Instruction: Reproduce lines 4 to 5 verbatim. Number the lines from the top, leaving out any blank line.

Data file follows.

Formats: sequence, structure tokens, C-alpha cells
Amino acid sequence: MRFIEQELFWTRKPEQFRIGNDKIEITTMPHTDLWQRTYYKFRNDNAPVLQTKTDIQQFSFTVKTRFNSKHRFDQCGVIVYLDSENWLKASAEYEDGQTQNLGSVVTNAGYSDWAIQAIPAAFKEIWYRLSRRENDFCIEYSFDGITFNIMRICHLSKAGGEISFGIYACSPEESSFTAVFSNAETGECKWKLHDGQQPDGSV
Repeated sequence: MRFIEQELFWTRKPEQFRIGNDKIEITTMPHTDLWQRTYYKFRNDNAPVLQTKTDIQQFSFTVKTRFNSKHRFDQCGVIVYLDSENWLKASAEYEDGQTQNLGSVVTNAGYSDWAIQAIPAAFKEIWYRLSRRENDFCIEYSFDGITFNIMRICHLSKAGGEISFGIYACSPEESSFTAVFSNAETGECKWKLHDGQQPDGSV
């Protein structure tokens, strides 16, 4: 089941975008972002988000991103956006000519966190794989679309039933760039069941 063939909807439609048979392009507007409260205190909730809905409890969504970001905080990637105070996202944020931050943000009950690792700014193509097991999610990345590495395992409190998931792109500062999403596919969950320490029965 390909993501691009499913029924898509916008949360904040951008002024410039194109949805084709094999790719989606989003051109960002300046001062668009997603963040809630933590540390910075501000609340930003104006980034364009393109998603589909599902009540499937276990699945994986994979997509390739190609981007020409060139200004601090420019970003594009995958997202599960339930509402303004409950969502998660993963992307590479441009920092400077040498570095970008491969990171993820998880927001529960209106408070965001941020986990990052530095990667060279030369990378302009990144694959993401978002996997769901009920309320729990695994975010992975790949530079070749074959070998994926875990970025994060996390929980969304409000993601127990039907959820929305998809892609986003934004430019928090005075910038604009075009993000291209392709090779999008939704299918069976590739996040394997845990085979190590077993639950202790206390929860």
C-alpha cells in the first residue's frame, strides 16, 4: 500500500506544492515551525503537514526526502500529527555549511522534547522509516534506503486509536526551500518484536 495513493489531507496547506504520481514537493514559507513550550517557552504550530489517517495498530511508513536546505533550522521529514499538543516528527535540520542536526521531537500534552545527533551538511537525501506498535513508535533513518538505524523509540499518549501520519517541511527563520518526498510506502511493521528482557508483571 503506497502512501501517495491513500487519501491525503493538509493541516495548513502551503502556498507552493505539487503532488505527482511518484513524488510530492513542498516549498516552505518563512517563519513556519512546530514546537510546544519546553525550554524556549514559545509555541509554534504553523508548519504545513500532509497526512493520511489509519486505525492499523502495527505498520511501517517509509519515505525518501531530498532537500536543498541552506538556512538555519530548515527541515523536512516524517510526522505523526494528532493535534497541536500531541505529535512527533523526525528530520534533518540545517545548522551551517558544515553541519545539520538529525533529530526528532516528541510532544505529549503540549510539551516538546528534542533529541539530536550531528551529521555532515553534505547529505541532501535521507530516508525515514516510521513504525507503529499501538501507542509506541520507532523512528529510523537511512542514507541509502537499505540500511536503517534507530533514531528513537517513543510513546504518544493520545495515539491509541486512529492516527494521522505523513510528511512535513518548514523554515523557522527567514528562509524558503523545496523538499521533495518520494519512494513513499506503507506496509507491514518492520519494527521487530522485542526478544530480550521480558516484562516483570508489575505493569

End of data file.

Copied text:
């Protein structure tokens, strides 16, 4: 089941975008972002988000991103956006000519966190794989679309039933760039069941 063939909807439609048979392009507007409260205190909730809905409890969504970001905080990637105070996202944020931050943000009950690792700014193509097991999610990345590495395992409190998931792109500062999403596919969950320490029965 390909993501691009499913029924898509916008949360904040951008002024410039194109949805084709094999790719989606989003051109960002300046001062668009997603963040809630933590540390910075501000609340930003104006980034364009393109998603589909599902009540499937276990699945994986994979997509390739190609981007020409060139200004601090420019970003594009995958997202599960339930509402303004409950969502998660993963992307590479441009920092400077040498570095970008491969990171993820998880927001529960209106408070965001941020986990990052530095990667060279030369990378302009990144694959993401978002996997769901009920309320729990695994975010992975790949530079070749074959070998994926875990970025994060996390929980969304409000993601127990039907959820929305998809892609986003934004430019928090005075910038604009075009993000291209392709090779999008939704299918069976590739996040394997845990085979190590077993639950202790206390929860």
C-alpha cells in the first residue's frame, strides 16, 4: 500500500506544492515551525503537514526526502500529527555549511522534547522509516534506503486509536526551500518484536 495513493489531507496547506504520481514537493514559507513550550517557552504550530489517517495498530511508513536546505533550522521529514499538543516528527535540520542536526521531537500534552545527533551538511537525501506498535513508535533513518538505524523509540499518549501520519517541511527563520518526498510506502511493521528482557508483571 503506497502512501501517495491513500487519501491525503493538509493541516495548513502551503502556498507552493505539487503532488505527482511518484513524488510530492513542498516549498516552505518563512517563519513556519512546530514546537510546544519546553525550554524556549514559545509555541509554534504553523508548519504545513500532509497526512493520511489509519486505525492499523502495527505498520511501517517509509519515505525518501531530498532537500536543498541552506538556512538555519530548515527541515523536512516524517510526522505523526494528532493535534497541536500531541505529535512527533523526525528530520534533518540545517545548522551551517558544515553541519545539520538529525533529530526528532516528541510532544505529549503540549510539551516538546528534542533529541539530536550531528551529521555532515553534505547529505541532501535521507530516508525515514516510521513504525507503529499501538501507542509506541520507532523512528529510523537511512542514507541509502537499505540500511536503517534507530533514531528513537517513543510513546504518544493520545495515539491509541486512529492516527494521522505523513510528511512535513518548514523554515523557522527567514528562509524558503523545496523538499521533495518520494519512494513513499506503507506496509507491514518492520519494527521487530522485542526478544530480550521480558516484562516483570508489575505493569